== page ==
Welsh Water said levels are “around where we would expect for the time of year”.
The firm said it was pumping an extra one billion litres of water a day into its system to meet hot weather demands.
It said customers could use as much water as they need – but should use water wisely.
The warm weather reached a record high of 32.6C in Porthmadog in Gwynedd at the end of June and the heatwave has continued around the country into July.
While Welsh reservoirs may not be at drought-time levels – they are noticeably lower after June became the warmest month on record.
The Llyn Brianne reservoir is fed by the River Towy, and straddles the borders of three counties, Powys, Carmarthenshire and Ceredigion.
Images clearly show parched areas of the reservoir, which was built to control flow on the Towy, helping provide water to a large part of southern Wales.
Welsh Water, which is responsible for supplying 1.2 million homes and well over 100,000 businesses, would have to enforce measures to deal with drought conditions across most of Wales.
How it responds is set out in its Drought Plan, agreed every five years with the Welsh Government, and governed by strict regulations.
According to the plan, there are three triggers which mean Wales is entering a period of drought: Lack of rain, reservoir levels, and demand for water.
Rainfall: The plan states that if rainfall falls below “significantly dry month” levels for two months in a row, early stages of the drought plan liaison with Welsh Government and Natural Resources Wales (NRW) would begin.
Reservoir Levels: Water levels are constantly monitored and have marked points that would indicate a “developing drought” situation, followed by drought and severe drought indicators.
Elevated demand levels, especially in areas not served by reservoirs, act as drought indicators, and taken into account with weather conditions and forecasts, could trigger drought action.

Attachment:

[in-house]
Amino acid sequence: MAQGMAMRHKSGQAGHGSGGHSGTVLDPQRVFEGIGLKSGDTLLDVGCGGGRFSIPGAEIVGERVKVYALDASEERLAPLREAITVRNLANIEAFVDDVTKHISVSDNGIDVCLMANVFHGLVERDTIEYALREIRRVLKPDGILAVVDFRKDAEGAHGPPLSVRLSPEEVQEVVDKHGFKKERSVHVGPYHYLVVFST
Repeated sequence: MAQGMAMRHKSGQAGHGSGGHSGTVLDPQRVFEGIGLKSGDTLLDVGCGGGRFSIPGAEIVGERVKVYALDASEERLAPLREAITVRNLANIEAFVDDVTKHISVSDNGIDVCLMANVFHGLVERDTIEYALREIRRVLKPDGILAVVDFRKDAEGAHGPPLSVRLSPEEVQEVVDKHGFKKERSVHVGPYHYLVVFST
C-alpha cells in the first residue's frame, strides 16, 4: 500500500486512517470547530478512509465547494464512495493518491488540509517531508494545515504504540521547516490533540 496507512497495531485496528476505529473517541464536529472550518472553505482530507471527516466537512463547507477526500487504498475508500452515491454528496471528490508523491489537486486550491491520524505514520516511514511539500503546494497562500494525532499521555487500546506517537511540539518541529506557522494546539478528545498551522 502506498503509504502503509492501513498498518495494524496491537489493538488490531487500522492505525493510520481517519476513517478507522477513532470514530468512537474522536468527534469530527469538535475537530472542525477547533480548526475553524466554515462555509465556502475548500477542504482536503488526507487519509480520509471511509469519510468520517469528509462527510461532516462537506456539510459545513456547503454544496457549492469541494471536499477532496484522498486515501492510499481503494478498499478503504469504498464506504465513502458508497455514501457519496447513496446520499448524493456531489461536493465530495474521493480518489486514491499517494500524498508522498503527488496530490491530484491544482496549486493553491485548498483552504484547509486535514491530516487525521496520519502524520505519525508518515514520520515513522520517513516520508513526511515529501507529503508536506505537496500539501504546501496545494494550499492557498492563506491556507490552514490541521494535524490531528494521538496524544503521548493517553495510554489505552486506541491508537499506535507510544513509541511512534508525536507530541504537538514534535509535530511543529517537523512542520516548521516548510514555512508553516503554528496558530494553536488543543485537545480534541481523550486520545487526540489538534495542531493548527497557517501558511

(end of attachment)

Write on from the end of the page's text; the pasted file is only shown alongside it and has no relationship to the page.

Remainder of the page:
The drought plan sets out actions for three scenarios:
Developing drought: The message is “use what water you want – but don’t waste it”. Temporary usage bans, such as hose-pipe bans would be prepared. They need to be approved by Natural Resources Wales.
Drought: Temporary usage bans brought in – as the public is urged to conserve supplies.
Severe Drought: Non-essential water use bans introduced. The public asked to “think carefully about the water you use”. As a last resort, Drought Orders restricting supplies could be introduced.
Welsh Water, a not-for-profit firm, has insisted it is a long way from where Wales was back in 1976.
Managing director Peter Perry, said: “The water levels in our reservoirs is around where we would expect for the time of year and we don’t have concerns about the water levels across the area we serve.
“But customers are obviously using much more water in this hot weather and so we need to ensure that we can get the water to customers. Our staff are working day and night to help spot and repair leaks and using tankers to put extra water into the network.
“We always ask customers to work with us. If they spot a leak, please let us know and be mindful of how much water they are using. While encouraging everyone to stay safe and drink water while it’s hot, we should always avoid wasting water so that we can manage the demand for everyone.”